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Eastern Busway Gets Green Light

The next stage of the Eastern Busway from Pakuranga to Botany in Auckland is gathering pace despite the pandemic’s challenges.

This section of the busway has a confirmed budget of $867 million and additional funding has recently been assigned to prioritise the delivery of this significant project for Auckland.

The Eastern Busway forms part of the region’s rapid transport network and will create separate lanes for buses to connect people from Botany, Pakuranga and the surrounding suburbs with the rail network in Panmure. It is jointly funded by the NZ Government, Auckland Council and the Regional Fuel Tax.

The project includes cycling and walking paths, safety, environment and roading improvements and a new Reeves Road flyover, giving people a range of transport options and more reliable journey times.

Property owner and community consultation is about to begin on the current design of the busway from Pakuranga to Botany and will continue in early 2022.

Feedback from the engagement will help the project team to better understand the local context, the needs of the diverse and growing East Auckland population, and the impact of the proposed changes. We are keen to work together to ensure the community needs are addressed and that momentum of the project is maintained so that it is delivered on time.

Mayor Phil Goff says “the success of projects such as the Northern Busway shows that when Aucklanders have the option to use rapid and convenient public transport services, they are more than willing to do so.

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“The benefits of the Eastern Busway will be wide-ranging. As well as enabling people to get around more quickly via public transport, it will increase access to jobs and education, attract investment and growth, and enable urban development.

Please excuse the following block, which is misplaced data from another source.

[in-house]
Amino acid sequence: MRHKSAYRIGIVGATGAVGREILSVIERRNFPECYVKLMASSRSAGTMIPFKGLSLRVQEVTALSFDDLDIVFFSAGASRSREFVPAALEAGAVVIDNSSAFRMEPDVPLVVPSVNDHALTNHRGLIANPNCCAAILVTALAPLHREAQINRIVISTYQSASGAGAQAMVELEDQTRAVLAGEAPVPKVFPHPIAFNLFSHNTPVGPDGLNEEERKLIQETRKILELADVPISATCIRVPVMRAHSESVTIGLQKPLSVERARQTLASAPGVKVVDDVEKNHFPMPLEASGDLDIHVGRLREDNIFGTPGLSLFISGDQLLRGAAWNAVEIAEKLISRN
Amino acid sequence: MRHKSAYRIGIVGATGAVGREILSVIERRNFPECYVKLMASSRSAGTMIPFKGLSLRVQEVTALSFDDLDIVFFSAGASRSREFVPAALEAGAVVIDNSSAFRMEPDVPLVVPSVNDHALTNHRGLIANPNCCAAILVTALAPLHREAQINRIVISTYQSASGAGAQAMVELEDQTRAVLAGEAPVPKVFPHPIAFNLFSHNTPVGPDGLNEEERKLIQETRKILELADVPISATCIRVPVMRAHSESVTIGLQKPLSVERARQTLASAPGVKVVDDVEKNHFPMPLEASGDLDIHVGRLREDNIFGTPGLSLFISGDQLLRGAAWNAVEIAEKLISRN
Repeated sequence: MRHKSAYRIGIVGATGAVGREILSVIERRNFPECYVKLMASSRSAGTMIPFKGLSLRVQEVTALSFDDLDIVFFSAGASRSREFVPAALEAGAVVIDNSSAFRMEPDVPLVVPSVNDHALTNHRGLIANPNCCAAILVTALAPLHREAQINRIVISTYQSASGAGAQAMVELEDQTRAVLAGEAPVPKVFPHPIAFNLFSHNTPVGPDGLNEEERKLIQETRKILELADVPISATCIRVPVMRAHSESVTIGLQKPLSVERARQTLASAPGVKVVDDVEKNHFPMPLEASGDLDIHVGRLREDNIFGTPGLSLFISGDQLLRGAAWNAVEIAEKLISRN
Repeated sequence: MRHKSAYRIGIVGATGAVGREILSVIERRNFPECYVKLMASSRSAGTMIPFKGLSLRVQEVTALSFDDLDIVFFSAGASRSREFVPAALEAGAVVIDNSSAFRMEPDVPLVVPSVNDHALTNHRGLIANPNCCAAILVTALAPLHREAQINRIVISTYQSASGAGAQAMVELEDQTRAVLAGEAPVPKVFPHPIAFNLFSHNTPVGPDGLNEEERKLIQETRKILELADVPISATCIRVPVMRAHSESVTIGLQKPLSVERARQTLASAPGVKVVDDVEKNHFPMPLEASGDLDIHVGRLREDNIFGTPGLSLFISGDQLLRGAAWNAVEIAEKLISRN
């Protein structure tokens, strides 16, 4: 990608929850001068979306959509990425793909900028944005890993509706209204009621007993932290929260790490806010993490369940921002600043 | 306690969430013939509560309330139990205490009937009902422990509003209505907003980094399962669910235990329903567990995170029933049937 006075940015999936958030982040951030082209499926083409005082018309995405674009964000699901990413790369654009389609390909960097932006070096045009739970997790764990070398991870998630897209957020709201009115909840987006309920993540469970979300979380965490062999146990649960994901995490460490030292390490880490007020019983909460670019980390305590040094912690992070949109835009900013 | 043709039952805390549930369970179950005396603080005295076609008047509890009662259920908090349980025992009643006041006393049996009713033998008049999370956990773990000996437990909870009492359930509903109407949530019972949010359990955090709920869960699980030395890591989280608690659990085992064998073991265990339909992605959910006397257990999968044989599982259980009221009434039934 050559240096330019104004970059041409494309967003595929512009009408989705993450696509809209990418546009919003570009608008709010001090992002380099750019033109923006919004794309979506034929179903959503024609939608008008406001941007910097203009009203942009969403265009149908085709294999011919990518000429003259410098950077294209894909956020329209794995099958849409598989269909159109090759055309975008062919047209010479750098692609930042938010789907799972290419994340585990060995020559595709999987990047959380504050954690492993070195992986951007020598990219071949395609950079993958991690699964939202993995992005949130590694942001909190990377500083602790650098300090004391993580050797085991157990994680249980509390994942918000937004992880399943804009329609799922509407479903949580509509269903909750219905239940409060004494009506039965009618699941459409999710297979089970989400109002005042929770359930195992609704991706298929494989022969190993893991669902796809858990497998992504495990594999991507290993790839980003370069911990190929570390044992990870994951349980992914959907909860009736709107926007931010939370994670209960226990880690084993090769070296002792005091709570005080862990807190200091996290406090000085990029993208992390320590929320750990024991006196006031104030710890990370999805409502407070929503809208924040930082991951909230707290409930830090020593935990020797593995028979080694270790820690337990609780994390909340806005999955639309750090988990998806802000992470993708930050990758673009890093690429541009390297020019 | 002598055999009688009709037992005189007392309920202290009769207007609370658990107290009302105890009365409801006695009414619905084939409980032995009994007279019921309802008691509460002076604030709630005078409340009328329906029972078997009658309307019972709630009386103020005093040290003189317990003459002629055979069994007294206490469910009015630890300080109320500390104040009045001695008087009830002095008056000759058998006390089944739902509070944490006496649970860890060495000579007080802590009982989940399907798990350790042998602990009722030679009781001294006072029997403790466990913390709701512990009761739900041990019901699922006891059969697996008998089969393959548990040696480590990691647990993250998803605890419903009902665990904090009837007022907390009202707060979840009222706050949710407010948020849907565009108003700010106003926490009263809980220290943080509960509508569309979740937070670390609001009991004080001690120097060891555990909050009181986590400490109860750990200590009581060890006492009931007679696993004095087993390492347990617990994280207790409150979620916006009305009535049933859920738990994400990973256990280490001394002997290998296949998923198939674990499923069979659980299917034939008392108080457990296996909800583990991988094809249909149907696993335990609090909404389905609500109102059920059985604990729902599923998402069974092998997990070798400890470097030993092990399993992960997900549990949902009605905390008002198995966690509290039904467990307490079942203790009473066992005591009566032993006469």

“The Eastern Busway project will also help address traffic congestion and reduce carbon emissions, helping us to achieve our climate change goals and contributing to improved air quality in our region. It will form another key part of the 21st century transport network that Auckland needs to succeed.”

The Panmure to Pakuranga section of the busway is almost complete, with its opening planned for mid December 2021.

Auckland Transport has formed the Eastern Busway Alliance with four world class organisations of Fletcher, Acciona, AECOM and Jacobs to design, consent and deliver the Pakuranga to Botany section of the Eastern Busway. Project Alliance Board Chair Dean Kimpton says the alliance partners are excited to be part of a project that will contribute wide-reaching social and economic benefits to the Auckland region.

Creating a connected and sustainable rapid transit network will help people get around Auckland more easily. When the project is completed it will provide 7km of free-flowing busway from the Panmure Train Station to Botany. “This ‘turn up and go’ rapid transport service along with safe, separated walking and cycling routes will make it easier to connect with the wider Auckland region and enable people to get to school, work and the shops” says Shane Ellison, Chief Executive of Auckland Transport.

Alongside the busway there will be 12 kilometres of protected cycleways and footpaths. Parts of Ti Rakau Drive will be widened to make space for the busway and 5 bus stations. The station designs include parking for scooters and bikes and green roofs, collecting solar energy and rainwater. “We are working together with mana whenua so that when the new bus lanes are built we'll restore and enhance the landscape with more trees, planting and rain gardens that capture and reuse storm water” says Mr Ellison.

Site investigation work is currently taking place at several locations in the Pakuranga and Botany areas. The work is helping the alliance to understand the ground conditions and exact locations of underground services including water, electricity and gas pipes. The information being gathered is critical to support development of the design.

Construction is expected to start in 2022 and to be completed in 2026 subject to consent approvals and the easing of current pandemic restrictions.

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